Case of the Month – March 2017

A 5 year-old boy comes to the emergency department for asthma. He has recently had a sore throat and rhinorrhea that started 3 days ago. His mom has been giving him albuterol every 4 hours as prescribed but brought him in today because he continues to wheeze. He’s never been intubated or admitted to the ICU. In the past month, he has been to the ED twice and responded very well to treatment. He has frequent symptoms and during the winter there are times when he uses his rescue medications almost every day. He is otherwise well and is up to date on his vaccinations.
PSH: Circumcision

Allergies: Seasonal

Social: Lives with mom, dad and 2 sisters. Dad is a smoker and they have no pets in the house.

 

Physical Examination:

VS: HR 130, BP: 86/42, RR: 36, SpO2: 100%

GEN: Well appearing, speaking full sentences, ambulates without respiratory distress

HEENT: Tympanic membranes erythematous and bulging bilaterally, able to make out anatomical landmarks, adequate light reflex; boggy turbinates; erythematous posterior oropharynx, enlarged tonsils, no exudates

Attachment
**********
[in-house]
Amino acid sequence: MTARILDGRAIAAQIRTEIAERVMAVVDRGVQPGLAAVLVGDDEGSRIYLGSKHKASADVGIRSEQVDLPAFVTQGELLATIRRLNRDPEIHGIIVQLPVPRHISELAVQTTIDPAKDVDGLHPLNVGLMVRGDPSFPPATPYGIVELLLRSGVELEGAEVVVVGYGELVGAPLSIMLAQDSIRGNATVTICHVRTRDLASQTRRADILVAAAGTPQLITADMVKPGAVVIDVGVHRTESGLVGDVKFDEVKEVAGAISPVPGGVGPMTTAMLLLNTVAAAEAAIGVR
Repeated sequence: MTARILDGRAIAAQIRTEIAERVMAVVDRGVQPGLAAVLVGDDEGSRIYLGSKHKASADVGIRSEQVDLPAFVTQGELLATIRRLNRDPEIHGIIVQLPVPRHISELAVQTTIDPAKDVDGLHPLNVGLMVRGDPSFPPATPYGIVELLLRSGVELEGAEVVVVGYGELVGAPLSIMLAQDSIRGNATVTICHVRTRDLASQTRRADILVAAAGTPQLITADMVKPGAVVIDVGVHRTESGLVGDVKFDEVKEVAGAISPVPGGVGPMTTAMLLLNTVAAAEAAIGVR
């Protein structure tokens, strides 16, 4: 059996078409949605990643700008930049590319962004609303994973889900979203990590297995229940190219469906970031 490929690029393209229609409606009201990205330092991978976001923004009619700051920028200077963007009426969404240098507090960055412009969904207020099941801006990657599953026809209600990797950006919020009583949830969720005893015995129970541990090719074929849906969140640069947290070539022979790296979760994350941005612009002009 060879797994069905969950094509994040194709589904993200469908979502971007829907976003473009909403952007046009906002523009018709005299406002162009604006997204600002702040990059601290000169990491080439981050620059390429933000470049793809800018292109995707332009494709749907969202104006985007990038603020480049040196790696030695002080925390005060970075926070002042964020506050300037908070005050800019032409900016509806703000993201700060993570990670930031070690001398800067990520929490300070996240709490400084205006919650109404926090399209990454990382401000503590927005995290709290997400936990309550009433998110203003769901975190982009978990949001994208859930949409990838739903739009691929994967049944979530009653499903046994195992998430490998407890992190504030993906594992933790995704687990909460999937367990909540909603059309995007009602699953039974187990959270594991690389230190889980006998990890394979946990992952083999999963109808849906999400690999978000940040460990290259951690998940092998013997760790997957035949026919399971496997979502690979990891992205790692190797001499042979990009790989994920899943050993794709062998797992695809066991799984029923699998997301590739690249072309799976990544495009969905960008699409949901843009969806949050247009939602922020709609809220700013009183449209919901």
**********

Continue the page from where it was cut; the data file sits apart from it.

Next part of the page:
PULM: Diffuse expiratory wheezes, mild intercostal retractions, nasal flaring

CV: Regular rhythm, tachycardia, no murmurs

ABD: +BS, soft NT/ND

Skin: no rash

 

How would you classify this child’s asthma?

Are there any scores that can help decide if the patient needs to be admitted or can go home?

Would you prescribe an inhaled corticosteroid?

What other adjunctive therapies and instructions would you consider?

 

 

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Steven Greenstein

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